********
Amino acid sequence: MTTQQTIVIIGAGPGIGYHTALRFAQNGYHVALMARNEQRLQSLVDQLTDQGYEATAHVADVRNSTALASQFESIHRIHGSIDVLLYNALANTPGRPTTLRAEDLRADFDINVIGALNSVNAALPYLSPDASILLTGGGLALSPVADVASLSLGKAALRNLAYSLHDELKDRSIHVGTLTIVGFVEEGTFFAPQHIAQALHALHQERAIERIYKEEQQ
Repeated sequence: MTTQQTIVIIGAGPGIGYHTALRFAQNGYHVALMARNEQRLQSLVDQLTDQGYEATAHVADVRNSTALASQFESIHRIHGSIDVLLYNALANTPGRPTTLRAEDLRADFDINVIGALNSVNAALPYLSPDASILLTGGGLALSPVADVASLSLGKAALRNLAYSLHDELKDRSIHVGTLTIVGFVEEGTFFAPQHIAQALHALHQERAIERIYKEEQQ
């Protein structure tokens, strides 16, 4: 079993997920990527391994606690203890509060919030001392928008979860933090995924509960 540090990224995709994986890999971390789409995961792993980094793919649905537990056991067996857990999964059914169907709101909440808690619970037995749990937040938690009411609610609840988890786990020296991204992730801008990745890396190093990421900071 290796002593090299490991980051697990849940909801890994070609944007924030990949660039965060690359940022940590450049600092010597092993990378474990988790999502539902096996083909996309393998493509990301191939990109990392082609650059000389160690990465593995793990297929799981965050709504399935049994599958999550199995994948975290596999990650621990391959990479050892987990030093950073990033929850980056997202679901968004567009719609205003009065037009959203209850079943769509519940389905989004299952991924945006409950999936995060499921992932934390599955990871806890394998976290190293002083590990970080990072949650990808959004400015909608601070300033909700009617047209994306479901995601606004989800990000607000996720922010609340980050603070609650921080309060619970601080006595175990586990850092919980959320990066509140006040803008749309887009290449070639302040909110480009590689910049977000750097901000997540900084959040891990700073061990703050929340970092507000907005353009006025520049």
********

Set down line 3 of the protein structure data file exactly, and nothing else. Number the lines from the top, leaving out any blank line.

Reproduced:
């Protein structure tokens, strides 16, 4: 079993997920990527391994606690203890509060919030001392928008979860933090995924509960 540090990224995709994986890999971390789409995961792993980094793919649905537990056991067996857990999964059914169907709101909440808690619970037995749990937040938690009411609610609840988890786990020296991204992730801008990745890396190093990421900071 290796002593090299490991980051697990849940909801890994070609944007924030990949660039965060690359940022940590450049600092010597092993990378474990988790999502539902096996083909996309393998493509990301191939990109990392082609650059000389160690990465593995793990297929799981965050709504399935049994599958999550199995994948975290596999990650621990391959990479050892987990030093950073990033929850980056997202679901968004567009719609205003009065037009959203209850079943769509519940389905989004299952991924945006409950999936995060499921992932934390599955990871806890394998976290190293002083590990970080990072949650990808959004400015909608601070300033909700009617047209994306479901995601606004989800990000607000996720922010609340980050603070609650921080309060619970601080006595175990586990850092919980959320990066509140006040803008749309887009290449070639302040909110480009590689910049977000750097901000997540900084959040891990700073061990703050929340970092507000907005353009006025520049």